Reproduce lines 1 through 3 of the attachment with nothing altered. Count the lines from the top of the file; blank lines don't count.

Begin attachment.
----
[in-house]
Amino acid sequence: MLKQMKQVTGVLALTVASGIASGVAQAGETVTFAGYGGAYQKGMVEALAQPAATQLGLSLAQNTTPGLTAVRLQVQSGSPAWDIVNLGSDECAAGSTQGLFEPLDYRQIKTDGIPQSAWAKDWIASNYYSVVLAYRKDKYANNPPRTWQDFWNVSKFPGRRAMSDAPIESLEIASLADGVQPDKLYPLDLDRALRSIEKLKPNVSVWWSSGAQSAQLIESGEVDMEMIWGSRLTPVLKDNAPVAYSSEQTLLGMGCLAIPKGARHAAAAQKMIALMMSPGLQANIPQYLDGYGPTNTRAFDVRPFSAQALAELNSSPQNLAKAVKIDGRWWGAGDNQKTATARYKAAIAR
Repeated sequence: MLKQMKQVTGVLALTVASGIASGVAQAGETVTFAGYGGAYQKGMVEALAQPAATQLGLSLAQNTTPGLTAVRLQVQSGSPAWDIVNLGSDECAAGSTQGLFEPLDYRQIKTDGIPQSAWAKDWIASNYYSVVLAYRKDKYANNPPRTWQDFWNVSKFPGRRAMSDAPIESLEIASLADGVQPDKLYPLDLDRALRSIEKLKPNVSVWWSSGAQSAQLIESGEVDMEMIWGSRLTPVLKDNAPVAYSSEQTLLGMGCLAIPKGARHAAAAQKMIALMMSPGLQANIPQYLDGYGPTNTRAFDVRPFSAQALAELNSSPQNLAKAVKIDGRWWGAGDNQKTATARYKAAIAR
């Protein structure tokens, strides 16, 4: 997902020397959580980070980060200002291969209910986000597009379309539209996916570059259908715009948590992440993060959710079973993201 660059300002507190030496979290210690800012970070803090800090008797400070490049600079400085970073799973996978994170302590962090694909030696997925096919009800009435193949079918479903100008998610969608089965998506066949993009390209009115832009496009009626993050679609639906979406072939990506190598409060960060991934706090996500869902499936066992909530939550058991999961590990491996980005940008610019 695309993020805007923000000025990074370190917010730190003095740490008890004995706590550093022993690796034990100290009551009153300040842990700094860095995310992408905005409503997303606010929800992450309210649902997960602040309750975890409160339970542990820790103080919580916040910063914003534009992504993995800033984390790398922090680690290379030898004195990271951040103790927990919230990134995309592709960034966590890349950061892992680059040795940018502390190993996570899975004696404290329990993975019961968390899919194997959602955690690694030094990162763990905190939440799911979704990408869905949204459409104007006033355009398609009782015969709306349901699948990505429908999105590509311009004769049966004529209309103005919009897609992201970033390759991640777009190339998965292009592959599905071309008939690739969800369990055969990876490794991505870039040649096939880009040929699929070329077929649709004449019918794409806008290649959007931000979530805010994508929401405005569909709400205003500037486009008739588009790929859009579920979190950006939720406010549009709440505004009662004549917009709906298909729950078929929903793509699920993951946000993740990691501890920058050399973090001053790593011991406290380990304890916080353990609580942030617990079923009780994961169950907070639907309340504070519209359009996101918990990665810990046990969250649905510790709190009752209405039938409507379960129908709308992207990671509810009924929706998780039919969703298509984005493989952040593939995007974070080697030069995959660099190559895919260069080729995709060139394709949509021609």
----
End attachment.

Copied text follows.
[in-house]
Amino acid sequence: MLKQMKQVTGVLALTVASGIASGVAQAGETVTFAGYGGAYQKGMVEALAQPAATQLGLSLAQNTTPGLTAVRLQVQSGSPAWDIVNLGSDECAAGSTQGLFEPLDYRQIKTDGIPQSAWAKDWIASNYYSVVLAYRKDKYANNPPRTWQDFWNVSKFPGRRAMSDAPIESLEIASLADGVQPDKLYPLDLDRALRSIEKLKPNVSVWWSSGAQSAQLIESGEVDMEMIWGSRLTPVLKDNAPVAYSSEQTLLGMGCLAIPKGARHAAAAQKMIALMMSPGLQANIPQYLDGYGPTNTRAFDVRPFSAQALAELNSSPQNLAKAVKIDGRWWGAGDNQKTATARYKAAIAR
Repeated sequence: MLKQMKQVTGVLALTVASGIASGVAQAGETVTFAGYGGAYQKGMVEALAQPAATQLGLSLAQNTTPGLTAVRLQVQSGSPAWDIVNLGSDECAAGSTQGLFEPLDYRQIKTDGIPQSAWAKDWIASNYYSVVLAYRKDKYANNPPRTWQDFWNVSKFPGRRAMSDAPIESLEIASLADGVQPDKLYPLDLDRALRSIEKLKPNVSVWWSSGAQSAQLIESGEVDMEMIWGSRLTPVLKDNAPVAYSSEQTLLGMGCLAIPKGARHAAAAQKMIALMMSPGLQANIPQYLDGYGPTNTRAFDVRPFSAQALAELNSSPQNLAKAVKIDGRWWGAGDNQKTATARYKAAIAR